Ecstasy (MDMA), is a synthetic drug that alters mood and perception. Its chemical composition is like that of stimulants and hallucinogens, and the effects are increased energy, pleasure, emotional warmth, distorted sensory and time perception. Ecstasy has commonly been used at raves, parties, and concerts, and individuals typically take this drug in the form of a capsule or tablet, although they can also snort the powder or drink it in liquid form. Also known as “Molly”, Ecstasy is man-made and when purchased in capsules, individuals are often consuming other synthetic drugs or bath salts.
Ecstasy affects the dopamine chemical in the brain by producing feelings of euphoria and hyperactivity. Norepinephrine is also affected, which increases heart rate and blood pressure. This can be particularly risky for people who suffer from heart or blood vessel problems. Serotonin is another brain chemical that is affected, produced in excess amounts by Ecstasy – mood, appetite, and sleep patterns change, as well as sexual arousal and trust. When taken, MDMA lasts approximately 3-6 hours, and with it accompanies nausea, muscle cramping, involuntary teeth clenching, blurred vision, chills, and sweating. Taking Ecstasy poses many risks:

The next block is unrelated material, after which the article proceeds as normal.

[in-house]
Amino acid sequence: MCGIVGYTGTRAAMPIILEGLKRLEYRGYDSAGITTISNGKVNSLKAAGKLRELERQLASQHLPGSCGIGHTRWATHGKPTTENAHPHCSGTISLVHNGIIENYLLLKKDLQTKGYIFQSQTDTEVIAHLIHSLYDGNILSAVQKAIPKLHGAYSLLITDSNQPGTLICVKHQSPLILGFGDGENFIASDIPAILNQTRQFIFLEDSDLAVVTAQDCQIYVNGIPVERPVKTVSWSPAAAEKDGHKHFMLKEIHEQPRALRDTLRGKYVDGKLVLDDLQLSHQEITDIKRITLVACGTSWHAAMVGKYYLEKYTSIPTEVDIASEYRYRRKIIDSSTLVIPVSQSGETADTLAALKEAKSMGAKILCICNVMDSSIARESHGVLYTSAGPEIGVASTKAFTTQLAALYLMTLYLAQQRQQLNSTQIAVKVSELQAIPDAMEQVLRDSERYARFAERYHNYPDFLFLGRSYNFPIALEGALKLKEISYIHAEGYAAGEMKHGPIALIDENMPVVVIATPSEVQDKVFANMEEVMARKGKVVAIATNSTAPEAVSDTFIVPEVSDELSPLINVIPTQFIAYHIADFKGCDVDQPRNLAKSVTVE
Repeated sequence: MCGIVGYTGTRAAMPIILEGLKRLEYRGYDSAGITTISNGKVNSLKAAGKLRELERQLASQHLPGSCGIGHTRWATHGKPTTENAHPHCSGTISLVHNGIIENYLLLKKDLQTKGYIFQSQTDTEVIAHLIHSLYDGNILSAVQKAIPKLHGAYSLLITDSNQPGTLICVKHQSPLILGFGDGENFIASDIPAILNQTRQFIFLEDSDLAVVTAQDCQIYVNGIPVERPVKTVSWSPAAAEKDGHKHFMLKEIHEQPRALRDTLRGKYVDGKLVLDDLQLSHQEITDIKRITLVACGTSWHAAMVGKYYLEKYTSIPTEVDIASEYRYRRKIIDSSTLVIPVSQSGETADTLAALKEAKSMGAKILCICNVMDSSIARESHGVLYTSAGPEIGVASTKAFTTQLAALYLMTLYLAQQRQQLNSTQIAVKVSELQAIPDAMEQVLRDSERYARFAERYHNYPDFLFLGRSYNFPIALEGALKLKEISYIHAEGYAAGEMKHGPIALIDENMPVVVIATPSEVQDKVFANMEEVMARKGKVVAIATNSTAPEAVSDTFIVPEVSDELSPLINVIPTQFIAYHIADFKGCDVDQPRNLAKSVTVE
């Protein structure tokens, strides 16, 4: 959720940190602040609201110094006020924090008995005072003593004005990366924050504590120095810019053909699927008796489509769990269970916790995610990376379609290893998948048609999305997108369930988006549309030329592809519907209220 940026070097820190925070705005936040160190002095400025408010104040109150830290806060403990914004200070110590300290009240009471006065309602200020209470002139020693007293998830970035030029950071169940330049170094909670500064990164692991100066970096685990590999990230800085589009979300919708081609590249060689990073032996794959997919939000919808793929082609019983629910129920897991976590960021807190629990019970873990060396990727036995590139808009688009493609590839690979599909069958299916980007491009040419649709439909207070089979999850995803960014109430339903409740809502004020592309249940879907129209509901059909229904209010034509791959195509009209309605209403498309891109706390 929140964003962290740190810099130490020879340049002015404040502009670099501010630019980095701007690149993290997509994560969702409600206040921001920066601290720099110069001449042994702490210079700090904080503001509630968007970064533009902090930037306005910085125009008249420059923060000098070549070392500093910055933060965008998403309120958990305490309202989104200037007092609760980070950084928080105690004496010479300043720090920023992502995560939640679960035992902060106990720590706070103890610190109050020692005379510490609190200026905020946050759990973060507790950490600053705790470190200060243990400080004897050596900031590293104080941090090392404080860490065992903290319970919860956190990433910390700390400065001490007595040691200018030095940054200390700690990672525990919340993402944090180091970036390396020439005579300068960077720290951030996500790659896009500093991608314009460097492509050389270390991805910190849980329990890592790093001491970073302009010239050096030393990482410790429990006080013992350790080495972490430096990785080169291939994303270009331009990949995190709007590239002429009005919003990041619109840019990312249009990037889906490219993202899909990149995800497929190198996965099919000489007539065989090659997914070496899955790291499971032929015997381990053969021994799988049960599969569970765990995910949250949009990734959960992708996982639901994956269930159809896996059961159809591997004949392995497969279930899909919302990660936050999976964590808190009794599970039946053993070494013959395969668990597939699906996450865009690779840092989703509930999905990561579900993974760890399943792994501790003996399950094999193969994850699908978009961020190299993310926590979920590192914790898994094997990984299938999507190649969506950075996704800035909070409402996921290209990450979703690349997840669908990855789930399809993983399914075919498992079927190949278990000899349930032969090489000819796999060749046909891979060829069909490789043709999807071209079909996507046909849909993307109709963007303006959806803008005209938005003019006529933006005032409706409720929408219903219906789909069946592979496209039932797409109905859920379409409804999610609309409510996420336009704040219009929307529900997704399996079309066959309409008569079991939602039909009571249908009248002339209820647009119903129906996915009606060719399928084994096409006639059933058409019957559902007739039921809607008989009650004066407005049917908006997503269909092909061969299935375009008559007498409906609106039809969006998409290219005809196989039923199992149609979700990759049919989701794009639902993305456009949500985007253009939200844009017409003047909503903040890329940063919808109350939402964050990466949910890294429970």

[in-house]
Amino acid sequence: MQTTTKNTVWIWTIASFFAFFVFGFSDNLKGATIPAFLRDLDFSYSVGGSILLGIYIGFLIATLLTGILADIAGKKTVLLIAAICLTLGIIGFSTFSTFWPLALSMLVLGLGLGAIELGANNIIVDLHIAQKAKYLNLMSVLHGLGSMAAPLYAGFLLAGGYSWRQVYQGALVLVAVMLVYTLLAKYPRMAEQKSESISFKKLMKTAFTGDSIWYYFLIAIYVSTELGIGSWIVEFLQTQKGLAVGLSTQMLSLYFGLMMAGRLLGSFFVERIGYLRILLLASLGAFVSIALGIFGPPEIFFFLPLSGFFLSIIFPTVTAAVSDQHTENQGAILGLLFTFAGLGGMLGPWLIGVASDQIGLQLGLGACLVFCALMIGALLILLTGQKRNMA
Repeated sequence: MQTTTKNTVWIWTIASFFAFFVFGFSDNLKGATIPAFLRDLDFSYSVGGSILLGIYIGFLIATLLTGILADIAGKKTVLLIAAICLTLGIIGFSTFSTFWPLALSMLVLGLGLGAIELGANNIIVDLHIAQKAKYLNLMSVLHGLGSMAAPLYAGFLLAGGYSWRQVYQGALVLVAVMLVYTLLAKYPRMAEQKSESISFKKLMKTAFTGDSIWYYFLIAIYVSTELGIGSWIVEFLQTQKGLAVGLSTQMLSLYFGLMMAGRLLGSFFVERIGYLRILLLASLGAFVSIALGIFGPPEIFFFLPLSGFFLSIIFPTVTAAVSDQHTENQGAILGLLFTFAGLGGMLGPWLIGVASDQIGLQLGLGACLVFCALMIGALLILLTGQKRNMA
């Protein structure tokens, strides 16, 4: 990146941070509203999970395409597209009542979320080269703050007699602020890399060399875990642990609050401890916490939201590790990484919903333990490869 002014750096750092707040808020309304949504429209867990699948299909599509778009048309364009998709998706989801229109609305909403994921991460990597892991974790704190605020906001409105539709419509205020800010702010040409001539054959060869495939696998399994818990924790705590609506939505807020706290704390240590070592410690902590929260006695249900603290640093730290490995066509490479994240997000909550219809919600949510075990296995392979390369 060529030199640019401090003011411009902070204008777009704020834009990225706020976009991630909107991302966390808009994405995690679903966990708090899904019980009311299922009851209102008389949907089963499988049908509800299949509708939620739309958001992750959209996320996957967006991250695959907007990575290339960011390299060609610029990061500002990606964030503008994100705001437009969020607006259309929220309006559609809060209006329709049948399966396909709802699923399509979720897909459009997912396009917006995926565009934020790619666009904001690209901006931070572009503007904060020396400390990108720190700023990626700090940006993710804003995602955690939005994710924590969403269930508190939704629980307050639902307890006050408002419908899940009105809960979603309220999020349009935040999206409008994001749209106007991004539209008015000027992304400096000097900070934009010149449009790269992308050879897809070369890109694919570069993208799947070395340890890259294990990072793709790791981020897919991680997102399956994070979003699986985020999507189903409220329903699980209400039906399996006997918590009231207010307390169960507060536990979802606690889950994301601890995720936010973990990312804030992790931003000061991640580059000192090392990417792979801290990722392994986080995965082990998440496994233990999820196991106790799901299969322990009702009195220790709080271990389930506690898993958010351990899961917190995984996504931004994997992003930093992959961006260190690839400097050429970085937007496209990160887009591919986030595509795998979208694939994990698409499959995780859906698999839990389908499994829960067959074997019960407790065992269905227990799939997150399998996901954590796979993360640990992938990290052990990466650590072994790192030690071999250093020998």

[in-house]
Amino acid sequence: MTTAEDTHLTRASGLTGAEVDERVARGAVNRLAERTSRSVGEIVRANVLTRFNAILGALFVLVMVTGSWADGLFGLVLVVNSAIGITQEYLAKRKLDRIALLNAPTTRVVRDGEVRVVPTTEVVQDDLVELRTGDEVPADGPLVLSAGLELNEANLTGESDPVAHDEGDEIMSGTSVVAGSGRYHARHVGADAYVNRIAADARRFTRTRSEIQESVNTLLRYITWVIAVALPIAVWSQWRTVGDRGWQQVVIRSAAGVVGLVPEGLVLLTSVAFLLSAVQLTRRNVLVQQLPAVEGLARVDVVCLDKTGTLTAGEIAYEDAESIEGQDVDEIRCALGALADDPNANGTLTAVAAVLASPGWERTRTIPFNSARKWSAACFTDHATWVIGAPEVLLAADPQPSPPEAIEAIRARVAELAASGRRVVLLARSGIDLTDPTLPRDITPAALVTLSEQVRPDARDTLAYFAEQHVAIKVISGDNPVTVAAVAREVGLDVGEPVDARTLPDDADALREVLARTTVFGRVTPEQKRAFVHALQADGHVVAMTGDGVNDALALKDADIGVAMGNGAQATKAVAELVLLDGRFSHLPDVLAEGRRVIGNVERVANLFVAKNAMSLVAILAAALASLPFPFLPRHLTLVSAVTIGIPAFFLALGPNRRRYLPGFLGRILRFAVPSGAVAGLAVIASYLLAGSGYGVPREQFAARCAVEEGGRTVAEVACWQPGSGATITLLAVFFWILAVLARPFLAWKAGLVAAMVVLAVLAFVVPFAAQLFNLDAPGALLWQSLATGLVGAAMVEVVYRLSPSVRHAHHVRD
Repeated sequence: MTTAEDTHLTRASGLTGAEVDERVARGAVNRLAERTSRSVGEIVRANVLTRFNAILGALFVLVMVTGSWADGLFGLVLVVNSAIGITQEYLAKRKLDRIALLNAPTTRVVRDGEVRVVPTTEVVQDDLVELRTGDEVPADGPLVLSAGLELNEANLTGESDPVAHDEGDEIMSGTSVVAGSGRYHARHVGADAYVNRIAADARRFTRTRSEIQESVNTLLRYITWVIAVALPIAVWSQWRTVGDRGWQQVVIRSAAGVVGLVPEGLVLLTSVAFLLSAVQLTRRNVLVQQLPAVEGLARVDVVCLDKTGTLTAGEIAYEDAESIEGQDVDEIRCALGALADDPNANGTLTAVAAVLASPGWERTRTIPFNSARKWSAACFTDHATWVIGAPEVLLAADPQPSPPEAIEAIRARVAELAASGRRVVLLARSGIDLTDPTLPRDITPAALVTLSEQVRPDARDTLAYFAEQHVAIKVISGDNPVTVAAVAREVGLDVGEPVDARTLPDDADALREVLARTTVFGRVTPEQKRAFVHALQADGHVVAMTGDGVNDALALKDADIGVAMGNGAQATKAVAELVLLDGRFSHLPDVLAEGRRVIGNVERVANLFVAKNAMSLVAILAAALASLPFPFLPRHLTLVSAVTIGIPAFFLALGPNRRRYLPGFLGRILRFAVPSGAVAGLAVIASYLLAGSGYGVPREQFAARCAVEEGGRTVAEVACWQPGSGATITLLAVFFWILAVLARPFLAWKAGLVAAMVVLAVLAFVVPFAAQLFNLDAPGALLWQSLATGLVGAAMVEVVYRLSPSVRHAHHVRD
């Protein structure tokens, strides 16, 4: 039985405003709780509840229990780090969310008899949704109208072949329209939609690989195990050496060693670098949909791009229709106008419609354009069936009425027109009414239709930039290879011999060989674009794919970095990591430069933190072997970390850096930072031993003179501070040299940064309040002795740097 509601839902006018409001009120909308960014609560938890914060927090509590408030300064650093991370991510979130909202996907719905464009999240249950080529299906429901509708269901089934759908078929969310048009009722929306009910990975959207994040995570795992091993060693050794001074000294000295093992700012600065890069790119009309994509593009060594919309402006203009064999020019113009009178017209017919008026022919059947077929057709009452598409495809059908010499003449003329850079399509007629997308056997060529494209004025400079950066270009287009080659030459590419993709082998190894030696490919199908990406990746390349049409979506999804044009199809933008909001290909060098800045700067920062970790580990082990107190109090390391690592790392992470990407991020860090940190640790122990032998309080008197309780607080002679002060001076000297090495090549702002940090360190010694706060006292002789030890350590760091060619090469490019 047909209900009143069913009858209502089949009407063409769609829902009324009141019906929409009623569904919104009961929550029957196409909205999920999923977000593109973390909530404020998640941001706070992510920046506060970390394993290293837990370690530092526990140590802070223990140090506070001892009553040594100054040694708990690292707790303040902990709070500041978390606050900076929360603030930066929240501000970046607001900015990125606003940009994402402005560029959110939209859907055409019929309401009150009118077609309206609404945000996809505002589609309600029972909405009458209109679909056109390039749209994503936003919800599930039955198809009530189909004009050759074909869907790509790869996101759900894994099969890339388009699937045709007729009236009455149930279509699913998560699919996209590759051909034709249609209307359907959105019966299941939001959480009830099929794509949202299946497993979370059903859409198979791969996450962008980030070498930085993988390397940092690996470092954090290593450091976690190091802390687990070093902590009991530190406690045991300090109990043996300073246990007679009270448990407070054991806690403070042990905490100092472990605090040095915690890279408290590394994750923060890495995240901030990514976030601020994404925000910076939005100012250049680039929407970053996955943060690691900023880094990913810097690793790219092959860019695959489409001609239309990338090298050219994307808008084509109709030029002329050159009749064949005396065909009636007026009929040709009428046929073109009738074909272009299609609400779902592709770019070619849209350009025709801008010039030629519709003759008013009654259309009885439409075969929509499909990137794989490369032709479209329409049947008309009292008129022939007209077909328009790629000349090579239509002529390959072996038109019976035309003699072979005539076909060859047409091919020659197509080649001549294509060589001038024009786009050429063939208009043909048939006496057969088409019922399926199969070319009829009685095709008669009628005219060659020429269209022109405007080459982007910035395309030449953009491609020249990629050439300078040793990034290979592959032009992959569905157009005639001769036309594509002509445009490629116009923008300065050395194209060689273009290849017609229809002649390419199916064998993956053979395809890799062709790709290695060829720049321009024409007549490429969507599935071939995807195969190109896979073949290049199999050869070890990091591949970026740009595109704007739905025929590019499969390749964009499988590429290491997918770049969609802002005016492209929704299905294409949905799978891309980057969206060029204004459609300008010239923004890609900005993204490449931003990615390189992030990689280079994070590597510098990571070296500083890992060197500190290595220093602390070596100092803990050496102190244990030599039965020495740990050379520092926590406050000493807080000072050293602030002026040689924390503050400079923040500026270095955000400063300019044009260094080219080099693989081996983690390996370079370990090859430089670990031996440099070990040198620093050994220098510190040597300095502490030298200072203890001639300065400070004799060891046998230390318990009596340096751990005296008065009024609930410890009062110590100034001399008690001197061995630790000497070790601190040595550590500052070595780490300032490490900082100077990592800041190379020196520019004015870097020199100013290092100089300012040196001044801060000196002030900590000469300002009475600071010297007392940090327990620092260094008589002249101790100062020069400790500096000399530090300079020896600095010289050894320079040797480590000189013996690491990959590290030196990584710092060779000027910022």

- Not knowing what’s in it. Because MDMA is synthetically produced, anyone can mix virtually any drug that they want with it, without you knowing. With a mixture of several unknown drugs, this places your body at risk for several dangerous consequences, including death. Several mixtures typically laced in MDMA are caffeine, ephedrine, dextromethorphan, methamphetamine, ketamine and sometimes even heroin or LSD.
- Taking it with alcohol. Many people choose to consume MDMA with alcohol, which heightens the effects of the drug. This can put the body yet again at risk for severe damage to the liver and heart, and could cause someone to end up in the emergency room.
- Risking permanent brain damage. Taking the drug can deeply affect several aspects of the brain, and some studies have even shown significant brain damage that is still visible several years later. Teenagers are also at considerable risk for this because their brains are still developing.
- Addiction. Ecstasy can be addictive, if taken regularly and over time. People who have easy access to this drug and spend time with people to take this drug often are at elevated risk for abusing this.
There are several risks that Ecstasy poses, and taking the wrong form of this drug could mean the end of your life. Not knowing what you are taking could mean that you are putting your health at risk, and could potentially experience seizures, sweating, confusion, and other frightening side effects. If you or a loved one is in danger of using Ecstasy, please call a doctor and establish an appropriate plan for recovery. You could be saving yours or someone else’s life.
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